posted by The Bellman at 6:59 AM PST - 267 comments

Web Designer Wall is the personal weblog of Nick La who is N.Design Studio. He talks about design ideas he has, design tutorials from Photoshop to CSS, etc., and trends in modern web design. (see previous)
posted by netbros at 4:29 AM PST - 7 comments

July 2

People have made some awesome animated videos for Ramones songs, and have uploaded them to Youtube for our viewing pleasure. I Don't Wanna Go To The Basement is probably my favorite. Commando comes in close second. Ramones as legos playing Spiderman wins on sheer novelty. The papercut animation in this video for Blitzkreig Bop is definitely worth a look. Finally, this snippet of the claymation Ramones playing Judy is a Punk is awesome, if painfully short. [more inside]
posted by Afroblanco at 9:36 PM PST - 14 comments

Phyta. Downloadable (windows, linux) interactive thing. (via PlayThisThing) [more inside]
posted by juv3nal at 9:19 PM PST - 13 comments

‘Even to this day the diary has a slight aroma of cocoa,’ says Steve Dickinson about a diary kept by his uncle Robert Dickinson while a prisoner at Servigliano, an Italian war camp, in the 1940s. The diary has a cover made of old cocoa tins (hence the smell) with a broadcast aerial design incorporating the title 'Servigliano Calling.' It begins with his capture by the Germans in November 1941, and finishes, about six months before his death, in September 1944. Via The Diary Junction blog.
posted by amyms at 8:54 PM PST - 14 comments

"He grew up in a ruthlessly discriminatory world -- a world in which segregation of the races was pervasive and taken for granted, where lynching was common, where the black man's inherent inferiority was proclaimed widely and wantonly. Thurgood Marshall had the capacity to imagine a radically different world, the imaginative capacity to believe that such a world was possible, the strength to sustain that image in the mind's eye and the heart's longing, and the courage and ability to make that imagined world real." Born July 2, 1908, died January 25, 1993. Had he lived, he would have been 100 years old today.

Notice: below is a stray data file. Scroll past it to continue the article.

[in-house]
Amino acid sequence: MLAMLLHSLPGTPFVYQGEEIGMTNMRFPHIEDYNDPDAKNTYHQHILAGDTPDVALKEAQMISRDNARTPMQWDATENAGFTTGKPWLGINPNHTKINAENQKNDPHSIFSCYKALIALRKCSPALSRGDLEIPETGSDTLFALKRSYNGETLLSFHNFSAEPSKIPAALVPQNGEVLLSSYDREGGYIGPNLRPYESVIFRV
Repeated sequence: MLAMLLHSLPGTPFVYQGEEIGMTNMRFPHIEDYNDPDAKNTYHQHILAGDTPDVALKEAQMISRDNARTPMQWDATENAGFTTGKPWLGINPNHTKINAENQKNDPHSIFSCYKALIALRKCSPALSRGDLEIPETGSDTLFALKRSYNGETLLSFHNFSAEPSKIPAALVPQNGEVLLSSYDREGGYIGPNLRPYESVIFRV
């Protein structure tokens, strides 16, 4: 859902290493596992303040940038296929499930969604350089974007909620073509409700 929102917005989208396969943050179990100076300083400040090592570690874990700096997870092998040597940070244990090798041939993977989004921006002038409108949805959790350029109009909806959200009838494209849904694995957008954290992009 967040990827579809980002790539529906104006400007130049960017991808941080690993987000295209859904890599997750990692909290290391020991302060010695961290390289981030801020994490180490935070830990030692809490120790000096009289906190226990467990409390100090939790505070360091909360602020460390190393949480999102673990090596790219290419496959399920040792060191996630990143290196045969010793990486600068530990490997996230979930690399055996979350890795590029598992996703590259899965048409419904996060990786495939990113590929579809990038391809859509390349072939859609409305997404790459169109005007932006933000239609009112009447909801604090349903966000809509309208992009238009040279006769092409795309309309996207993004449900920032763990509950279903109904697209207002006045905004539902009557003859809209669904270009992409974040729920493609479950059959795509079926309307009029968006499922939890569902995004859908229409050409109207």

posted by alms at 8:52 PM PST - 16 comments

A website that updates on every 'Supermodels' current work (via joseph likes)
posted by sgt.serenity at 5:22 PM PST - 51 comments

Canada allows for legal abortions, thanks to Dr. Henry Morgentaler, who yesterday received the Order of Canada. He was instrumental in the fight against the abortion provision in the Criminal Code of Canada; the Supreme Court of Canada ruled that said provision was unconstitutional, as it violated a woman's right under section 7 of the Canadian Charter of Rights and Freedoms to "security of person." Morgantaler served time in prison for his trouble but was eventually acquitted. That he received the Order of Canada has of course enraged anti-abortion groups, and has deeply annoyed some pundits.
posted by illiad at 4:16 PM PST - 120 comments